"You can get a call you're not expecting, so you have to be ready," Clancey said. "You have to be ready for all options. The year we got (Marian) Hossa (at the 2008 deadline), that call came out of the blue, about an hour and a half before the deadline."

Clancey's been at the pro scouting racket five years now, winning a Stanley Cup with the 2009 Penguins. He knows the ropes and can probably provide a verbal abstract on most players in the NHL.

Truth be told, it might be a little slower this year than in the past, considering the Penguins are tight to the salary cap. So don't expect Pittsburgh to make another deadline deal for an Alexei Kovalev.

Or Rick Nash.

"He's a special player, no doubt," he says, "but when you're talking potential deals of this magnitude, the biggest factor is the fit. If you're doing well now, you're a Cup contender, why would you remove a piece of your core?

"We filled holes with guys like Billy Guerin and (Craig) Adams, and they turned out to be crucial pieces.

"When you add that kind of term and money (Nash is signed for six more years after this season, for $46.8 million), you have to be careful. And there's no point having Rick Nash if you don't have a centre to play with him. If not, he's in the same place where he is now."

Bern Tobin, who's done a superb job as president of the Kent St. John's Junior Hockey League, has resigned from his position.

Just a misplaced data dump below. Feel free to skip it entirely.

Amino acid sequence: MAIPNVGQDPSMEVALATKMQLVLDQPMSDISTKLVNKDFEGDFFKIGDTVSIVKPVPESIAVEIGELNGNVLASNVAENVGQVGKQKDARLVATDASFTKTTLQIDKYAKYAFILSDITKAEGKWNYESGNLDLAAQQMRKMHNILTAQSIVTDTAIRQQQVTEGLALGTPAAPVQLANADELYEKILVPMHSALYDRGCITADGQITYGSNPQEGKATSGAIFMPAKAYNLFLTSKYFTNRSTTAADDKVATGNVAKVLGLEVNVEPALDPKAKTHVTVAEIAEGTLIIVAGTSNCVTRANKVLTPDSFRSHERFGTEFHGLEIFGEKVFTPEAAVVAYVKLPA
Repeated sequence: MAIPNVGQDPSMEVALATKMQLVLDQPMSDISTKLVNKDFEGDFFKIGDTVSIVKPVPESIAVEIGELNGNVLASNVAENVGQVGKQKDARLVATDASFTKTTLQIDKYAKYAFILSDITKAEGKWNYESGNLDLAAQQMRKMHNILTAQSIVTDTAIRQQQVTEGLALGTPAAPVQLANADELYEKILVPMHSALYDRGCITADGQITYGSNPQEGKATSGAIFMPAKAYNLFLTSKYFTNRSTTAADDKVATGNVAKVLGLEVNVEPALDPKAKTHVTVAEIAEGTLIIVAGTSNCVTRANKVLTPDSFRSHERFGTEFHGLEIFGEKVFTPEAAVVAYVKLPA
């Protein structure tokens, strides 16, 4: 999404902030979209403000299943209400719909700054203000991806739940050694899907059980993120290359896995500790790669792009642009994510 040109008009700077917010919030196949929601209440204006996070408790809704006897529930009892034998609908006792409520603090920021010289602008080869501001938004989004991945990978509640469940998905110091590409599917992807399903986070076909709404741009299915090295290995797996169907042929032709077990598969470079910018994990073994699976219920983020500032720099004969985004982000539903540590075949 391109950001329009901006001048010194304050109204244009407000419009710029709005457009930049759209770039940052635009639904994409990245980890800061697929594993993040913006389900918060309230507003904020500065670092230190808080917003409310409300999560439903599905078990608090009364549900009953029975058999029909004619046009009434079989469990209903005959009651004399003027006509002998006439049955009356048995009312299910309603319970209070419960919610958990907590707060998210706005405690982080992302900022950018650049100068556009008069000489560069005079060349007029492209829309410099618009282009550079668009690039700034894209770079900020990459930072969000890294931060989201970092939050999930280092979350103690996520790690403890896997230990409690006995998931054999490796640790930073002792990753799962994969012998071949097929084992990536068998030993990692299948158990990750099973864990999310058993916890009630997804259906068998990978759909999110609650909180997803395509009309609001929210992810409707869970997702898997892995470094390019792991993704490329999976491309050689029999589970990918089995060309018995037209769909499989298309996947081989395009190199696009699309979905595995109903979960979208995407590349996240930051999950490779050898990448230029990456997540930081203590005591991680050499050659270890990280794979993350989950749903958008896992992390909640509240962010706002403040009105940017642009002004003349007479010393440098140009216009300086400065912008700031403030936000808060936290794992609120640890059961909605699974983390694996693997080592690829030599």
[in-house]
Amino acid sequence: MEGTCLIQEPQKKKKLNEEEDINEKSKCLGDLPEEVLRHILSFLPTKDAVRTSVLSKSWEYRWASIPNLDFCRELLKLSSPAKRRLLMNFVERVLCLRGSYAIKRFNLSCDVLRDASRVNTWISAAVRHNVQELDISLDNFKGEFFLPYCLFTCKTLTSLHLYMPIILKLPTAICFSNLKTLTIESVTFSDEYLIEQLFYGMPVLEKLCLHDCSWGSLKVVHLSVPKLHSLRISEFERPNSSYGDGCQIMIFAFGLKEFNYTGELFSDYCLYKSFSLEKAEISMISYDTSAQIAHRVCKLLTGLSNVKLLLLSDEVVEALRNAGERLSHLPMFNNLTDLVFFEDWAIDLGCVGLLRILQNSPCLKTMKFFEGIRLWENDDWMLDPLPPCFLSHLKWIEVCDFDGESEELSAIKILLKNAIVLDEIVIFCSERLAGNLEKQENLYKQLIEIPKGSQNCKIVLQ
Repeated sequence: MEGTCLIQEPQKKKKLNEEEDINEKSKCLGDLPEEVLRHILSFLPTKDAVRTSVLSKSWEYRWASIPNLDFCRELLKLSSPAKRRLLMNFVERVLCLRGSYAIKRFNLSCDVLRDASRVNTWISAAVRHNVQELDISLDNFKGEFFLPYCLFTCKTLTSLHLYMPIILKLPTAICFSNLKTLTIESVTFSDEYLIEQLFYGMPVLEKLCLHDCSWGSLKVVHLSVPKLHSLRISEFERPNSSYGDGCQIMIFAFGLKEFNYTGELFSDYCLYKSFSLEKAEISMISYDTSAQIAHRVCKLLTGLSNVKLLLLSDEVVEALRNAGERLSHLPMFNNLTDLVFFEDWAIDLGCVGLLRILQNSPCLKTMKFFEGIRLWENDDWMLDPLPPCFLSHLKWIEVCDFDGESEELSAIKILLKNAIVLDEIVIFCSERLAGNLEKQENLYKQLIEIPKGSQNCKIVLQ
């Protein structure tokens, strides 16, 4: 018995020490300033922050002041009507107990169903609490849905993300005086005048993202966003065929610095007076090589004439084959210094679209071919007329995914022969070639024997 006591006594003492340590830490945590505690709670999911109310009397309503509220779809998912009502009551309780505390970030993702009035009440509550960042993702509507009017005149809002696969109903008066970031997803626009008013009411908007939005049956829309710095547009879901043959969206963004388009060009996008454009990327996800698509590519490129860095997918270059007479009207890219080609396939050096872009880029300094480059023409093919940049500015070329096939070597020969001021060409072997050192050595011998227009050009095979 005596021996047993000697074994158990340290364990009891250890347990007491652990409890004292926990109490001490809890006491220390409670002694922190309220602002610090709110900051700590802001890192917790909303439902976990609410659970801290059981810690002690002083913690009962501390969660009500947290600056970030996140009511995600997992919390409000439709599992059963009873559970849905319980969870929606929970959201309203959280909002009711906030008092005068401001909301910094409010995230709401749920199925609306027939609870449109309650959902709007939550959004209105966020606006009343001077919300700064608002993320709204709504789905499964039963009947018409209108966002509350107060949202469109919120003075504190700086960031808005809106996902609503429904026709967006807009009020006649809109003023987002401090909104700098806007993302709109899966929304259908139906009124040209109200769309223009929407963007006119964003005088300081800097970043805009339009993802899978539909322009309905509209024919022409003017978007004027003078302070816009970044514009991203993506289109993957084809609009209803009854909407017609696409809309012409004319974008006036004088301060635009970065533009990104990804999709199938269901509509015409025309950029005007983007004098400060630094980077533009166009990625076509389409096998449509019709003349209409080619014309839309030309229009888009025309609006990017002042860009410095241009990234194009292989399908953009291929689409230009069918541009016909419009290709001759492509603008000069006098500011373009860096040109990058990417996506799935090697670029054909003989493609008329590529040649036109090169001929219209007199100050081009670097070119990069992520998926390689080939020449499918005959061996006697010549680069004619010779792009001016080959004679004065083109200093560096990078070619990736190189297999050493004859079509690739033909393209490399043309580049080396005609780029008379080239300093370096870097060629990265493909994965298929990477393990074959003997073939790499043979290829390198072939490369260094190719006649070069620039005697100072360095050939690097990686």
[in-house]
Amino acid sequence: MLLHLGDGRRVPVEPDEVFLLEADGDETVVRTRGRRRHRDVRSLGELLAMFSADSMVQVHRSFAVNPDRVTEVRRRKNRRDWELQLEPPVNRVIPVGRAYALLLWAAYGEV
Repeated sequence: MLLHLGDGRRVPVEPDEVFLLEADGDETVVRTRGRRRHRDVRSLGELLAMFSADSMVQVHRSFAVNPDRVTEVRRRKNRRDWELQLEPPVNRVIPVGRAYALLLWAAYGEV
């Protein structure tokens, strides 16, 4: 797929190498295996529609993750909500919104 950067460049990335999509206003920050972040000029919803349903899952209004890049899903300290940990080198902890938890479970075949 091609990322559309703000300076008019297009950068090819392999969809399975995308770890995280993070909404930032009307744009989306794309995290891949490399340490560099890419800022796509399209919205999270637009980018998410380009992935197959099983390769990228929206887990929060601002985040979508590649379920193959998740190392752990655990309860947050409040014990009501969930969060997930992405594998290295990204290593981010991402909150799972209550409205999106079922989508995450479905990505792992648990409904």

Thanks to Tobin, and a handful of others, the league can boast it is perhaps the best-organized, and best-run competitive hockey circuit in the province.

But sometimes that's not enough.

According to an email obtained by The Telegram, Tobin writes, "Tonight (Wednesday) was a good night for the (league's awards) banquet. But a good night went sour at the end when I was approached and displeasure shown for my decision to award a second player a plaque for most goals. I felt embarrassed as I looked around and noticed people were taking in the confrontation. This unnecessary embarrassment could have been avoided by a simple e-mail ... I am resigning my position as president of the Kent St. John's Junior Hockey League. I will complete my duties as president within the next week by clewing up any loose ends."